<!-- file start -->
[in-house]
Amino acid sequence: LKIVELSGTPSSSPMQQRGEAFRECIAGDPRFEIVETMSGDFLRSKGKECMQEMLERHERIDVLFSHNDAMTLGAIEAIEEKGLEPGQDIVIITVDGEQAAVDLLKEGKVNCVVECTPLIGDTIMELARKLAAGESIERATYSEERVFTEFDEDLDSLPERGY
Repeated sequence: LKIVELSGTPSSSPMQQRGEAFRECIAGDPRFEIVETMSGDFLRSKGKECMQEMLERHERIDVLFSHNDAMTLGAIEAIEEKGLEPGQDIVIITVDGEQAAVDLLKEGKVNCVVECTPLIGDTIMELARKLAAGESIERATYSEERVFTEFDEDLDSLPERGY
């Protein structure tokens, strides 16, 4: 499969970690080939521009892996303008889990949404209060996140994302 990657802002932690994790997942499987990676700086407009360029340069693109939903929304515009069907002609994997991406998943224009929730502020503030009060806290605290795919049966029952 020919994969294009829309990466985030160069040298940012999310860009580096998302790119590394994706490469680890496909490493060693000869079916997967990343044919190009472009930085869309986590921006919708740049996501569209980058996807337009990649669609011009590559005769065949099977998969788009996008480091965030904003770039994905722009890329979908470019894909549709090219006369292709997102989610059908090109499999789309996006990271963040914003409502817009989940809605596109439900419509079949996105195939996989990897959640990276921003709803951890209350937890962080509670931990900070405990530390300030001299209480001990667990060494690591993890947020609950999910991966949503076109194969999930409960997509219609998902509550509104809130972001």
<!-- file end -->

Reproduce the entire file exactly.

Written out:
[in-house]
Amino acid sequence: LKIVELSGTPSSSPMQQRGEAFRECIAGDPRFEIVETMSGDFLRSKGKECMQEMLERHERIDVLFSHNDAMTLGAIEAIEEKGLEPGQDIVIITVDGEQAAVDLLKEGKVNCVVECTPLIGDTIMELARKLAAGESIERATYSEERVFTEFDEDLDSLPERGY
Repeated sequence: LKIVELSGTPSSSPMQQRGEAFRECIAGDPRFEIVETMSGDFLRSKGKECMQEMLERHERIDVLFSHNDAMTLGAIEAIEEKGLEPGQDIVIITVDGEQAAVDLLKEGKVNCVVECTPLIGDTIMELARKLAAGESIERATYSEERVFTEFDEDLDSLPERGY
């Protein structure tokens, strides 16, 4: 499969970690080939521009892996303008889990949404209060996140994302 990657802002932690994790997942499987990676700086407009360029340069693109939903929304515009069907002609994997991406998943224009929730502020503030009060806290605290795919049966029952 020919994969294009829309990466985030160069040298940012999310860009580096998302790119590394994706490469680890496909490493060693000869079916997967990343044919190009472009930085869309986590921006919708740049996501569209980058996807337009990649669609011009590559005769065949099977998969788009996008480091965030904003770039994905722009890329979908470019894909549709090219006369292709997102989610059908090109499999789309996006990271963040914003409502817009989940809605596109439900419509079949996105195939996989990897959640990276921003709803951890209350937890962080509670931990900070405990530390300030001299209480001990667990060494690591993890947020609950999910991966949503076109194969999930409960997509219609998902509550509104809130972001």